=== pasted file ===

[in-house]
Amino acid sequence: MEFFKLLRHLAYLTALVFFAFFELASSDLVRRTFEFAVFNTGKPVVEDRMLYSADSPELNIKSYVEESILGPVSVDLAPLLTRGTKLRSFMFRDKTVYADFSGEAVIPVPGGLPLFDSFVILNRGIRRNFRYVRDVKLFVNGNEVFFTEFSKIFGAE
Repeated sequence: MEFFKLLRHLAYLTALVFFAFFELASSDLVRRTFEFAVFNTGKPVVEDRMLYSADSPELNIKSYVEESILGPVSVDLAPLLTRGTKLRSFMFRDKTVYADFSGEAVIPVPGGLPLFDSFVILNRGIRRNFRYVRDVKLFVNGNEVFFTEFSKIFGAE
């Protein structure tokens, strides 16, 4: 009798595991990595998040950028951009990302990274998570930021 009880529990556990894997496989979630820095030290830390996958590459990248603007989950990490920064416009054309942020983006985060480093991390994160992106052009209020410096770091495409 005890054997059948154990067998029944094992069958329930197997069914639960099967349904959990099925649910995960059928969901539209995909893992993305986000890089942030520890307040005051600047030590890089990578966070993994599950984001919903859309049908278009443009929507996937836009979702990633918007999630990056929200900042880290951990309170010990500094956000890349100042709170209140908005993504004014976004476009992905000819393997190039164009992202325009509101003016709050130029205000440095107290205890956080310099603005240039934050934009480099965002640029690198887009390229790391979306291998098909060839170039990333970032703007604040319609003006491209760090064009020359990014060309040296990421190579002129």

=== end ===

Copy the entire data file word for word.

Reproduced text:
[in-house]
Amino acid sequence: MEFFKLLRHLAYLTALVFFAFFELASSDLVRRTFEFAVFNTGKPVVEDRMLYSADSPELNIKSYVEESILGPVSVDLAPLLTRGTKLRSFMFRDKTVYADFSGEAVIPVPGGLPLFDSFVILNRGIRRNFRYVRDVKLFVNGNEVFFTEFSKIFGAE
Repeated sequence: MEFFKLLRHLAYLTALVFFAFFELASSDLVRRTFEFAVFNTGKPVVEDRMLYSADSPELNIKSYVEESILGPVSVDLAPLLTRGTKLRSFMFRDKTVYADFSGEAVIPVPGGLPLFDSFVILNRGIRRNFRYVRDVKLFVNGNEVFFTEFSKIFGAE
């Protein structure tokens, strides 16, 4: 009798595991990595998040950028951009990302990274998570930021 009880529990556990894997496989979630820095030290830390996958590459990248603007989950990490920064416009054309942020983006985060480093991390994160992106052009209020410096770091495409 005890054997059948154990067998029944094992069958329930197997069914639960099967349904959990099925649910995960059928969901539209995909893992993305986000890089942030520890307040005051600047030590890089990578966070993994599950984001919903859309049908278009443009929507996937836009979702990633918007999630990056929200900042880290951990309170010990500094956000890349100042709170209140908005993504004014976004476009992905000819393997190039164009992202325009509101003016709050130029205000440095107290205890956080310099603005240039934050934009480099965002640029690198887009390229790391979306291998098909060839170039990333970032703007604040319609003006491209760090064009020359990014060309040296990421190579002129």